Rocketing through the recession
Mar 30, 2009

By Andrew Moore / The Bulletin
Published: March 19. 2009 4:00AM PST

In an economic pinch, consumers often reach for value, shaking up old habits in the process.

That’s one way Fred Boos, the founder and president of RocketBux, a Bend startup that delivers digital coupons to cell phones, describes the company’s recent growth despite the recession.

Boos said consumers are more willing to hand out their mobile numbers to marketers, as the fear of spam is slowly replaced by the promise of a good deal.

“With this economy, people are looking for some type of discount and businesses are looking for new ways to reach customers,” Boos said. “This is a huge tidal shift. If people can save money by getting an ad on the phone, they are going to do it.”

The shift in consumer attitude and the growth of mobile marketing also is spurring growth at RocketBux. Boos would be disappointed if the company doesn’t grow from its current 17 employees to 45 by year’s end. The company has offices in Eugene, Palo Alto, Calif., Richmond, Va., and Calgary, Alberta, but many of the new positions would be at the Bend office, where five now work. Boos said he’ll be primarily looking for sales staff and information technology workers.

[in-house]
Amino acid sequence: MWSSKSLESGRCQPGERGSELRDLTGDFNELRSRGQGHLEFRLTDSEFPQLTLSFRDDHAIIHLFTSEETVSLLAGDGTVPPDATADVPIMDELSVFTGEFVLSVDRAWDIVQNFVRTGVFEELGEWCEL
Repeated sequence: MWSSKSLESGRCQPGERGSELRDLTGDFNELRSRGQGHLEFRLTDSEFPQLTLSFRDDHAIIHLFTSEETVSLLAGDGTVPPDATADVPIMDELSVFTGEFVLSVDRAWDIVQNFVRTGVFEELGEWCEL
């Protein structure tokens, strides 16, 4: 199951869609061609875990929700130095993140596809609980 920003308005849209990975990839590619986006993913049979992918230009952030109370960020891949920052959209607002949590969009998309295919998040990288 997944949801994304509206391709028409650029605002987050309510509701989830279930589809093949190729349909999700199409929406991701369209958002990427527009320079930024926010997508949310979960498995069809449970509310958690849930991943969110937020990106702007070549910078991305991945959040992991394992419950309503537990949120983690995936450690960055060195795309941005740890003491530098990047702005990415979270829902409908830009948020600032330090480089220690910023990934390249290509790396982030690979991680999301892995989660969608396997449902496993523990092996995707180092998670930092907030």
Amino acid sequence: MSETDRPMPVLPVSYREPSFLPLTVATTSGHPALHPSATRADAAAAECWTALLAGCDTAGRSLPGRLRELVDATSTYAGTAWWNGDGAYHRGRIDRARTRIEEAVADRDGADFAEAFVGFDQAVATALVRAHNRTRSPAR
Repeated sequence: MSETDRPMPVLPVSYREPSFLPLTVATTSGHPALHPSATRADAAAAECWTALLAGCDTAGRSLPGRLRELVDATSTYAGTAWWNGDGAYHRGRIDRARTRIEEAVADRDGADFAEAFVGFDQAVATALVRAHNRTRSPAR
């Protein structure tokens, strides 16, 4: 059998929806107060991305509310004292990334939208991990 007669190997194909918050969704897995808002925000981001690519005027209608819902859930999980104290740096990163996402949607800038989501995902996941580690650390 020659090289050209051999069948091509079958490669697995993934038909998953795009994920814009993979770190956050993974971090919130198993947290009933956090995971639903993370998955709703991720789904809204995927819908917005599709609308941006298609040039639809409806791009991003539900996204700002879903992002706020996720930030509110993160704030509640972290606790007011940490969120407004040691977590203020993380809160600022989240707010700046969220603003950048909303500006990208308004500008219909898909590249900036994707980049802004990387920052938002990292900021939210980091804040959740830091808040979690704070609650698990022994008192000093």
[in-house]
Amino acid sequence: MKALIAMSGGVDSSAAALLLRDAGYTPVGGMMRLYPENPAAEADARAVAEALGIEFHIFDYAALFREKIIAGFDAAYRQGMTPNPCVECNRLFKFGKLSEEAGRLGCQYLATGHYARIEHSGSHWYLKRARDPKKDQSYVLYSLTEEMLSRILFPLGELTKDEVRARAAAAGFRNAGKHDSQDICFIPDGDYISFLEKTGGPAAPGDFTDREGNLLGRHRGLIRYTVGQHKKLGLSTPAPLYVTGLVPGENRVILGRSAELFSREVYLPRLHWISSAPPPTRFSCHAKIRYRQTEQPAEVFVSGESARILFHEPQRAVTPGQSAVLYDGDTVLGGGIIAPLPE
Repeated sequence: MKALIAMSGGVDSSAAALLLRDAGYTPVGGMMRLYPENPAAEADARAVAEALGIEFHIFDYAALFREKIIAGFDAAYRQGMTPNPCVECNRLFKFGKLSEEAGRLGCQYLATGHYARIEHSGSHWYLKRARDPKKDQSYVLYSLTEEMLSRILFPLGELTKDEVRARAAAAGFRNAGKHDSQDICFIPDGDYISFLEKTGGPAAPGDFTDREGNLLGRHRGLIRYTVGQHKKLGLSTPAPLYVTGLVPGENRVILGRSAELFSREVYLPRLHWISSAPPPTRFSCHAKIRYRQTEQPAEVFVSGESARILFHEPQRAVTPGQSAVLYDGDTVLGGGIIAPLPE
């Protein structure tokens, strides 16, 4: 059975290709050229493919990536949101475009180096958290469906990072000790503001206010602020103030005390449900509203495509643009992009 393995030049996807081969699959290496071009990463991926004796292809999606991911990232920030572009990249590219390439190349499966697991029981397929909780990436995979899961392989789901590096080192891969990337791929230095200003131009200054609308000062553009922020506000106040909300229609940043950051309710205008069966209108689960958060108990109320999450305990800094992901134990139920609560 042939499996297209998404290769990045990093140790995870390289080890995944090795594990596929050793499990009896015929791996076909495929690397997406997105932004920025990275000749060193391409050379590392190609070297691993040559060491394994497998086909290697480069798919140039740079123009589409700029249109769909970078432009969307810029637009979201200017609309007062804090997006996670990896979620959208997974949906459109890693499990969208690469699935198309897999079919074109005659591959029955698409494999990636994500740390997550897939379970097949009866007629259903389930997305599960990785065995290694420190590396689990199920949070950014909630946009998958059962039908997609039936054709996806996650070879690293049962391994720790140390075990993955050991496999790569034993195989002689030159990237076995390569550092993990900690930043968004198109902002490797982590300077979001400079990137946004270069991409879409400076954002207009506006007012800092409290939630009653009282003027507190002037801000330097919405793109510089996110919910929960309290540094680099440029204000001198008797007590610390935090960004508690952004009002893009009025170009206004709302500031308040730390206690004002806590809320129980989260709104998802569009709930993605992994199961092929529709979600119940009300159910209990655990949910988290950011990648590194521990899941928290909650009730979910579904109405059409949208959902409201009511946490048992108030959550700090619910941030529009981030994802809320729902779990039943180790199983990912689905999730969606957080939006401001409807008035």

“I hate to say it, but it seems like the bad economy is good for us,” Boos said.

RocketBux’s technology is centered on text messages that it sends on behalf of its clients, generally advertisers or businesses with direct marketing campaigns. Customers either opt to receive the text messages by providing their mobile numbers to an advertiser or they send a text message to a specified number in an advertisement, which triggers the immediate receipt of a coupon-bearing text message.

Roughly 600 billion text messages were sent last year, according to CTIA The Wireless Association, nearly 1,000 percent more than in 2005.

Kerri Stewart, the owner of a Dutch Bros. Coffee franchise in Junction City, is a RocketBux client. She gives her customers a one-time $1 discount on their orders if they give her their mobile numbers, which she then uses to send out coupons. Stewart said that at roughly 5 cents per text message, the return on investment is “huge” and the results are immediate.

“I can have a slow Tuesday afternoon, and I can sit on my computer, type (a text message), send it and instantly have customers come in. We can adjust very easily to what’s going on,” Stewart said.

That immediacy helps Stewart sell cold drinks on hot days and muffin tops when inventory is high, she said. There’s also a sense of value, she said, that helps drive more sales, as a customer drawn to the coffee stand for a discounted mocha also might buy something extra, like another drink or something to eat.

Stewart said she has not received much push-back from her customers when shes asks for their mobile numbers, noting customers can opt-out at any time. More importantly, she said, in a town of roughly 4,500, more than 1,200 customers have signed up.